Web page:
I went to high school with a guy whose nickname was Tiny. At 6’4" and a solid 285 pounds, he was anything but tiny. He earned his nickname due to his lack of aggression on the football field and in the weight room. Isn’t it crazy how someone can be one of the biggest, baddest dudes, yet be one of the nicest people you could ever meet?
Every time I talk to or even think of Tiny, I am reminded of the idea that Jesus is the lion and the lamb in our lives. It says in Revelation:
And one of the elders said to me, “Weep no more; behold, the Lion of the tribe of Judah, the Root of David, has conquered so that he can open the scroll and its seven seals.”
And between the throne and the four living creatures and among the elders I saw a Lamb standing, as though it had been slain, with seven horns and with seven eyes, which are the seven spirits of God sent out into all the earth.
— Revelation 5:5–6
Just as Tiny was at the same time gigantic and modest, God is the lion and the lamb, the one who struck fear into everyone’s heart as well as the one who gave his life to save the sinner. That is what communion is about: remembering the lamb that gave his life, his body and blood, so that we, the sinners, may be set free.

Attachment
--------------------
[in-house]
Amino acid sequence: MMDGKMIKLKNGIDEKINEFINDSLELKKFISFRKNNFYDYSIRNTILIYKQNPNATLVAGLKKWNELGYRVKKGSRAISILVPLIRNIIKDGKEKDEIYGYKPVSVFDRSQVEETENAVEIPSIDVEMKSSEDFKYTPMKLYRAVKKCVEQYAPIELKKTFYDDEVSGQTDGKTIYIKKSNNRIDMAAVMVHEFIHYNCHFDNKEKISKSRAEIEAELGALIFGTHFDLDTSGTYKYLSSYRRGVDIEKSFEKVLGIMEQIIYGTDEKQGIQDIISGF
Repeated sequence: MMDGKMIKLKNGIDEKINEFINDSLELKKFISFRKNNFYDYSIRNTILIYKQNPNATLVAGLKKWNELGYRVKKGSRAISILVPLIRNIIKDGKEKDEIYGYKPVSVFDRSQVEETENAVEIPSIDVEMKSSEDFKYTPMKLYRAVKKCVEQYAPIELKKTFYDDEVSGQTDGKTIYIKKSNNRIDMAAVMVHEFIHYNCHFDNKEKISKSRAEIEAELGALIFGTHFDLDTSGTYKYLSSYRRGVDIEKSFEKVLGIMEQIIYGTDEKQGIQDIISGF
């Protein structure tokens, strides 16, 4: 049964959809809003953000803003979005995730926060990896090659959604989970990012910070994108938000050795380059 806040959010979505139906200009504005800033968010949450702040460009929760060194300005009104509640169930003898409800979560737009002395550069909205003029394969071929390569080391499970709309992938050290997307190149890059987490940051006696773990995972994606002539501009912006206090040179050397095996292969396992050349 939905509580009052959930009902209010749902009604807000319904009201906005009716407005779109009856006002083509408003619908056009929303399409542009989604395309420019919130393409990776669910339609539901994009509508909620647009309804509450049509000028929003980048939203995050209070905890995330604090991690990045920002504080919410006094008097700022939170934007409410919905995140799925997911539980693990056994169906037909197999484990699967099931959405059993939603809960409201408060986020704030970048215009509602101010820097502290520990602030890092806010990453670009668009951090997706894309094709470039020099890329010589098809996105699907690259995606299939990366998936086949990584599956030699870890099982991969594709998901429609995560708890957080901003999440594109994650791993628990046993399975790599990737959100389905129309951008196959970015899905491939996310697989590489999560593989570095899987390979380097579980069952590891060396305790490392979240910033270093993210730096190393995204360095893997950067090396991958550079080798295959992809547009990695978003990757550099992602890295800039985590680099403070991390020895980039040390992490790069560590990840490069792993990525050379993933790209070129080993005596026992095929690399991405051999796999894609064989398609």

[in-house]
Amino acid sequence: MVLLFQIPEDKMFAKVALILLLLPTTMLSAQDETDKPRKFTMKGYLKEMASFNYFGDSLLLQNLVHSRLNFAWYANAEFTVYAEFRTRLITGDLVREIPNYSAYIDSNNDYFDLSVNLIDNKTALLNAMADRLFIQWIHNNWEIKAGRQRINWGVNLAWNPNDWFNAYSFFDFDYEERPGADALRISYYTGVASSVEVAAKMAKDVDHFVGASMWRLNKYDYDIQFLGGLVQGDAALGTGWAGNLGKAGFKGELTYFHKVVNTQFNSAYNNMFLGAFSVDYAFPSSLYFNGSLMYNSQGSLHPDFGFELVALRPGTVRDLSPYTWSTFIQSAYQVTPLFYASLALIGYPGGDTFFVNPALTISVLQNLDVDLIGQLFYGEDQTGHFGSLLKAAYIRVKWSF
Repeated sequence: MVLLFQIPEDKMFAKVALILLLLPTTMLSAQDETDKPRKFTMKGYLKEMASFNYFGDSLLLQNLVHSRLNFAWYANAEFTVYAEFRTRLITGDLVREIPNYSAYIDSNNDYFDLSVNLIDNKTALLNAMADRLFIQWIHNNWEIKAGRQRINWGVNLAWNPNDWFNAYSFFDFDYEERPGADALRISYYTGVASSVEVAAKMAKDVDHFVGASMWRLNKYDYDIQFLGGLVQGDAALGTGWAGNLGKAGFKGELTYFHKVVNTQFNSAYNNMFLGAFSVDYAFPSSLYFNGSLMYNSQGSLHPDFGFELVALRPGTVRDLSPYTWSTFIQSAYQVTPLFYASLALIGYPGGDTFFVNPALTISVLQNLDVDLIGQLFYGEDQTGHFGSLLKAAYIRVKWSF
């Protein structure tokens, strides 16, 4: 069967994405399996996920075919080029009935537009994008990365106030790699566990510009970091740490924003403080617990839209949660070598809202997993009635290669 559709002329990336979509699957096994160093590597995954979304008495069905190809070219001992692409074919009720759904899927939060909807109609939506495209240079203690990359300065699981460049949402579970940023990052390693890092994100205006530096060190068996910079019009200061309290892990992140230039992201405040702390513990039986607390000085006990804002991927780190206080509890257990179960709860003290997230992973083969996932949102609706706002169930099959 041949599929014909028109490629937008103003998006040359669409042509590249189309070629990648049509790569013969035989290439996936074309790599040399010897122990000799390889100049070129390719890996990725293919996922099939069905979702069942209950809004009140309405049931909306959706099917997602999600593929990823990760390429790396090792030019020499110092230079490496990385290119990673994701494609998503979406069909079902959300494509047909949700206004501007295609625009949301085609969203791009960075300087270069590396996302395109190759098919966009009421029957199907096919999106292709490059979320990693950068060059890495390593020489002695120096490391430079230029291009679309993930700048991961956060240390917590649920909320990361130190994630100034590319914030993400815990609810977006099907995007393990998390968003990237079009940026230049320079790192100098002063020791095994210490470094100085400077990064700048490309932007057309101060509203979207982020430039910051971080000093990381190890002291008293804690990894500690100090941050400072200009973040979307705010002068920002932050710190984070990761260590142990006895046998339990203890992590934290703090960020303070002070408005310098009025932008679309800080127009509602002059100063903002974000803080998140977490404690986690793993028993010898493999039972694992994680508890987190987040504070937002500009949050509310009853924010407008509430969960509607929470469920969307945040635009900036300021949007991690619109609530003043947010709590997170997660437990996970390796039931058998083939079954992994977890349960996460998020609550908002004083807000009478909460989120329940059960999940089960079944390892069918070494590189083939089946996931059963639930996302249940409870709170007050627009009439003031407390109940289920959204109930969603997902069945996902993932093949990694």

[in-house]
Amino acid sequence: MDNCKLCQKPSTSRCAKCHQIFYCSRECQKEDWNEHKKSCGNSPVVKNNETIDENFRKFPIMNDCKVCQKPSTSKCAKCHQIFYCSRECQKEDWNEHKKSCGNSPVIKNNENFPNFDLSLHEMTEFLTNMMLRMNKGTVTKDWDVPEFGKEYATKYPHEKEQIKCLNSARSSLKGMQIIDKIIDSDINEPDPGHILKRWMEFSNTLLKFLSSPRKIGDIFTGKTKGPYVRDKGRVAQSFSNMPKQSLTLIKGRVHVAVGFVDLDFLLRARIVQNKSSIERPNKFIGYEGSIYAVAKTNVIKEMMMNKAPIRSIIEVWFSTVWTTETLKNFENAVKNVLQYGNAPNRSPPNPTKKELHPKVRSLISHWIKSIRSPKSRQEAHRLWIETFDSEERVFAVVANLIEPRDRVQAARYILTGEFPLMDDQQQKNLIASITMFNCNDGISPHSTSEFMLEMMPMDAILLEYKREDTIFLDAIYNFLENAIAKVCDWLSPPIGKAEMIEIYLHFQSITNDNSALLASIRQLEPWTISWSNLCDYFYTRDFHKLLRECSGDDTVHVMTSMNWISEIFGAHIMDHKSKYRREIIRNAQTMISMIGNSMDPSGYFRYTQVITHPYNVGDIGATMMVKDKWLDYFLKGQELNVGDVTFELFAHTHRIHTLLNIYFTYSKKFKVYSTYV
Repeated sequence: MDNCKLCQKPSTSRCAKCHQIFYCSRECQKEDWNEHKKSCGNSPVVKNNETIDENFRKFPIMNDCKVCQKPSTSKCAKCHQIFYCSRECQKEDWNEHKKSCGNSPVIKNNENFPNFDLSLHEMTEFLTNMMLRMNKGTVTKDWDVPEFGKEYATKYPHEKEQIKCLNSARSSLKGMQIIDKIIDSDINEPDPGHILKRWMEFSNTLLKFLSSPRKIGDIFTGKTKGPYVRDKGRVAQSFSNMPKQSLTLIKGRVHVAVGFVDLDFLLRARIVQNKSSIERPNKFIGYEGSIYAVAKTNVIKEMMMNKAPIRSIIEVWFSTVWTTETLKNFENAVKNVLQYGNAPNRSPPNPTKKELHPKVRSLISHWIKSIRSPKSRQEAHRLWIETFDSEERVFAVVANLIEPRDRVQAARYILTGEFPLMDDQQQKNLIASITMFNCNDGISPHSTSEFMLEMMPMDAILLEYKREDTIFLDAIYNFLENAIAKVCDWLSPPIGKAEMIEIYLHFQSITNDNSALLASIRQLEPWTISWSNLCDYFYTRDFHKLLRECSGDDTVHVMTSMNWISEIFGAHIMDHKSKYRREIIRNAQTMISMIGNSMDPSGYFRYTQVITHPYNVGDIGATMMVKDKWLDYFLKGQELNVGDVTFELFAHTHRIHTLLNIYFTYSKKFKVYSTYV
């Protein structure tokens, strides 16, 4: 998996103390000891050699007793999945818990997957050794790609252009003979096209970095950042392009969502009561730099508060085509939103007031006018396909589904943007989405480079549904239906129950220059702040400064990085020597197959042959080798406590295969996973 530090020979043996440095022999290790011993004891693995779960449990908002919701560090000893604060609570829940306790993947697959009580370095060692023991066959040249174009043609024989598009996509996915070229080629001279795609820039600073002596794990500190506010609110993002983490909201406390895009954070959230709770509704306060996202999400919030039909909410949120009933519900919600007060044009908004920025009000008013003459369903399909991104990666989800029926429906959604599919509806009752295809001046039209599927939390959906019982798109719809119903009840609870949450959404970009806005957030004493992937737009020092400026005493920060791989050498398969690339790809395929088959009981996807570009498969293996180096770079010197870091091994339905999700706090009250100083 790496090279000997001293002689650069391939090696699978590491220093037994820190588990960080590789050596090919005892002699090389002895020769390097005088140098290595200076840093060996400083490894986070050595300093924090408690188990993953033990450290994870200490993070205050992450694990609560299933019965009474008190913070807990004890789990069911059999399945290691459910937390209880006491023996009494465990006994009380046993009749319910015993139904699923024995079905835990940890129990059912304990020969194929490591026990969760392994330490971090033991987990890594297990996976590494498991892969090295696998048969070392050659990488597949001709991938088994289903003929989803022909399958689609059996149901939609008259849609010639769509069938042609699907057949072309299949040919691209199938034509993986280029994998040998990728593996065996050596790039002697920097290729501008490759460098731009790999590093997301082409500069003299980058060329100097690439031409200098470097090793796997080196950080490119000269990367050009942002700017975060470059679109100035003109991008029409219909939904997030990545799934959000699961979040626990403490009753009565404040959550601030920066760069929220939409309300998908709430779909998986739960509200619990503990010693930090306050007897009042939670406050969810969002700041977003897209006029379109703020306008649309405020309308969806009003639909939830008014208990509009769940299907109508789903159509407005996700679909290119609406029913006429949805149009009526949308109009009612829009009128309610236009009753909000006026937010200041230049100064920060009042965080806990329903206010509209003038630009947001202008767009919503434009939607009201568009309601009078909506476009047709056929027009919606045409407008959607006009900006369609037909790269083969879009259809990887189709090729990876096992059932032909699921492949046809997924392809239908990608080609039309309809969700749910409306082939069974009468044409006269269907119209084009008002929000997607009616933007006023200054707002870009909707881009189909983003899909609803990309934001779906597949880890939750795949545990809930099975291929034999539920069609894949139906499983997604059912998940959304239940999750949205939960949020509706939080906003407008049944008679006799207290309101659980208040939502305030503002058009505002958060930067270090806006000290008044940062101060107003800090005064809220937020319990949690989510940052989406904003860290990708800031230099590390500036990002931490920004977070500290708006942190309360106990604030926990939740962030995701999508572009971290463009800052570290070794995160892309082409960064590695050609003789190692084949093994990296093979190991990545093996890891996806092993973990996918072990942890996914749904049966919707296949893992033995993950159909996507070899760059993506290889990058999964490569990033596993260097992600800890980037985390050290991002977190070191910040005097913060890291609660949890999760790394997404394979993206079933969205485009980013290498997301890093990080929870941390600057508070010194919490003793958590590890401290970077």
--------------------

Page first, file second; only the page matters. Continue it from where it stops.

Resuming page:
Many of us often forget what communion is about. We view it as just another Sunday when the bread and grape juice are at the front of the room, and we don’t truly consider what it is we are remembering. We are remembering the blood that was spilled to cover and wash over the sin in our lives. That is what communion symbolizes. So, the next time you hear the words, “do this and remember,” take the time to recall what it is you are grateful for.